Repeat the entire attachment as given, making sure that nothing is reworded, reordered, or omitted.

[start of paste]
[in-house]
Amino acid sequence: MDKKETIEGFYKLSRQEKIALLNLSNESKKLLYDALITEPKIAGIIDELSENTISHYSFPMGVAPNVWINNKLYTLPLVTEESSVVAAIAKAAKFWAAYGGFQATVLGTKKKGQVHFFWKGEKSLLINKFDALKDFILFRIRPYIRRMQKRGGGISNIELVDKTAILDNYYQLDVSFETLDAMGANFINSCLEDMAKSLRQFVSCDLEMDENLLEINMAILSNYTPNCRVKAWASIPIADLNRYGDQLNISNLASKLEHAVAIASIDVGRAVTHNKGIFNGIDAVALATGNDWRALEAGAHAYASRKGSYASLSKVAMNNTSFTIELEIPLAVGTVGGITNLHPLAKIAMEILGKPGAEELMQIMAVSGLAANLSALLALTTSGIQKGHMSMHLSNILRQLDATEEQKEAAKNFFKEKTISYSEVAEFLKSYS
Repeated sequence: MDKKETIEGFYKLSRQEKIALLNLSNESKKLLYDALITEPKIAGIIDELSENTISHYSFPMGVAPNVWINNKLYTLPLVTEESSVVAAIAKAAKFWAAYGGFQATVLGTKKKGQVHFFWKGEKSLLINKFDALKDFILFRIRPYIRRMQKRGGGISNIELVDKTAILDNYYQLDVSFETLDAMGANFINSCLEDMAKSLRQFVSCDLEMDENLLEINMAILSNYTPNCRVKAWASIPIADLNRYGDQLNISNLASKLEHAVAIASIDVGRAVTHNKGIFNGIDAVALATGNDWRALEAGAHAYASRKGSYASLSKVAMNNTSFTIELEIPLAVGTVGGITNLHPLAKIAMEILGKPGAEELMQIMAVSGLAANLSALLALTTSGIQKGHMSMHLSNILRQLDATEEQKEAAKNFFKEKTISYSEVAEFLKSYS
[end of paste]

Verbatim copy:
[in-house]
Amino acid sequence: MDKKETIEGFYKLSRQEKIALLNLSNESKKLLYDALITEPKIAGIIDELSENTISHYSFPMGVAPNVWINNKLYTLPLVTEESSVVAAIAKAAKFWAAYGGFQATVLGTKKKGQVHFFWKGEKSLLINKFDALKDFILFRIRPYIRRMQKRGGGISNIELVDKTAILDNYYQLDVSFETLDAMGANFINSCLEDMAKSLRQFVSCDLEMDENLLEINMAILSNYTPNCRVKAWASIPIADLNRYGDQLNISNLASKLEHAVAIASIDVGRAVTHNKGIFNGIDAVALATGNDWRALEAGAHAYASRKGSYASLSKVAMNNTSFTIELEIPLAVGTVGGITNLHPLAKIAMEILGKPGAEELMQIMAVSGLAANLSALLALTTSGIQKGHMSMHLSNILRQLDATEEQKEAAKNFFKEKTISYSEVAEFLKSYS
Repeated sequence: MDKKETIEGFYKLSRQEKIALLNLSNESKKLLYDALITEPKIAGIIDELSENTISHYSFPMGVAPNVWINNKLYTLPLVTEESSVVAAIAKAAKFWAAYGGFQATVLGTKKKGQVHFFWKGEKSLLINKFDALKDFILFRIRPYIRRMQKRGGGISNIELVDKTAILDNYYQLDVSFETLDAMGANFINSCLEDMAKSLRQFVSCDLEMDENLLEINMAILSNYTPNCRVKAWASIPIADLNRYGDQLNISNLASKLEHAVAIASIDVGRAVTHNKGIFNGIDAVALATGNDWRALEAGAHAYASRKGSYASLSKVAMNNTSFTIELEIPLAVGTVGGITNLHPLAKIAMEILGKPGAEELMQIMAVSGLAANLSALLALTTSGIQKGHMSMHLSNILRQLDATEEQKEAAKNFFKEKTISYSEVAEFLKSYS